Notes and Suggestions for Botanical Garden Surveyors - Part 3

By Walt Dunlap, Mapping Specialist, The New York Botanical Garden
© 1999 The New York Botanical Garden
As a mapping specialist at The New York Botanical Garden and a professional land surveyor for the last 20 years, I am offering consulting services on land surveying to any garden that is mapping or planning to map their collections or garden.

|Total Station Care and Handling | |Total Station Pointing|

Total Station Care and Handling

If you use a total station, you have a substantial investment in its operation and maintenance. Although the manufacturer may stress its ruggedness, it is still a sensitive instrument subject to damage and misalignment. To help minimize the former, always keep at least one hand on it when placing it on the tripod and during the entire process of tightening it down. Many accidents can be avoided by the discipline of this simple and routine procedure. Many people who use dropped and repaired instruments swear that they are never as good as they were originally. It is truly catastrophic to the internal mechanisms.

Another good procedure to follow is not to tighten down the vertical and horizontal locks with too much force. This wears the threads unnecessarily and it also creates a tendency for the lock to slowly release prematurely, impairing precise pointing.

Any of the equipment pieces may be subject to misalignment over time, no matter how simple they seem. A good example is the line rod. It's pretty straightforward as a functional unit, but constant "harpooning" of the point will always result in the misalignment of the level bubble ("frog's eye") and affect your measurements. It can be an insidious mis-adjustment, not easily discovered by the instrument operator - especially if the direction of the bad alignment is always along the line of sight. Check the level bubble by shooting the same distance holding the rod at two positions 90-degrees apart.

Don't neglect to tighten all of the screws and bolts of the legs of the tripod from time to time. Consider the rule: "anything that can be adjusted will need to be". A wobbly tripod head can have severe effects on your accuracy.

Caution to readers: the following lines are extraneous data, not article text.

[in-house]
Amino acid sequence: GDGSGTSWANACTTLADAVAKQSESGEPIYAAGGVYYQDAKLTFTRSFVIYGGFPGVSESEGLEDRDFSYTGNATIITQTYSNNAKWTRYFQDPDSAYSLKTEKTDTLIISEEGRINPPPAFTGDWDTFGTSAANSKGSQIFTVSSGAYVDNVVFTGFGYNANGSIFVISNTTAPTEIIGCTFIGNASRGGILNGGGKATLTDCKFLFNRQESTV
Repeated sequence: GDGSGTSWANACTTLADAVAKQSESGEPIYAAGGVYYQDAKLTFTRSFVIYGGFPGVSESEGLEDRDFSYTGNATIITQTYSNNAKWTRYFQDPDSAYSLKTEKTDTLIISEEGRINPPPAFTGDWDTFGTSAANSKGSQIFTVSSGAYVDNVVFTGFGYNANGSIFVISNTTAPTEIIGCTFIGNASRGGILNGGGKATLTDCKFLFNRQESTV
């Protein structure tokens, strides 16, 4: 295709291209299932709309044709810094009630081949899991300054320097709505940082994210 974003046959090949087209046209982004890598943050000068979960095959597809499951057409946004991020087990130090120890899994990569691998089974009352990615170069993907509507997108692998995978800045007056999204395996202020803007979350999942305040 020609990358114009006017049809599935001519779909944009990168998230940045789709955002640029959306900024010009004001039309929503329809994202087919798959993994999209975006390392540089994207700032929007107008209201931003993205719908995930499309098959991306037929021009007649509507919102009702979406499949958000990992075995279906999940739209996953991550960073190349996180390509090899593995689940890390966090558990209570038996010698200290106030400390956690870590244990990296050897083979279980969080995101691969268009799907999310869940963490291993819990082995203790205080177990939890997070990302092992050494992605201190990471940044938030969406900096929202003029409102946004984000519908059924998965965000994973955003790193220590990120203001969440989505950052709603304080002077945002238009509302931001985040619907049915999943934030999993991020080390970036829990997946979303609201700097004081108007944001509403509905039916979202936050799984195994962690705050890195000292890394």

There are commercial gizmos available to help with various other equipment adjustments. All I recommend is that you ask someone who uses one if they like the way it works and whether it was worth the usually extra expense as a specialty tool.

For adjusting the frog's eye, you need only create a plumb mark on the floor and on an 8' ceiling. Do this with a plumb bob, then secure the center of the rod between both points and adjust the three leveling screws against each other. If you have a spare point you may use it atop the rod and seat it in a drywall screw in the plumbed ceiling point.

There are simple tests to determine the basic adjustment of your instrument if - consult a survey text or your manual. Technical adjustments are always best done in a shop, but there are routine adjustments you can handle if you carefully follow the instructions of most owners' manuals. A biennial cleaning of a daily-used total station is normal and usually costs about $500 US. Of course if you begin to get suspicious results, it may be time for servicing. In some US states, boundary surveyors are mandated to compare distance results against a known established baseline semi-annually.

Total Station Pointing

The best recommendation for pointing the instrument is - Do it quickly. Dwelling on the target is usually less precise than a quick sight. It does take practice but, with time, it becomes easier. You will want to line up as low as you can on any hand-held sight, whether on a plumb bob or line rod. This eliminates as much as possible errors caused by the natural sway of such a target. Find the horizontal alignment first. Then elevate to the mirror or target. Fine tune the vertical as needed. Then take and record the shot.


Updated May 17, 1999
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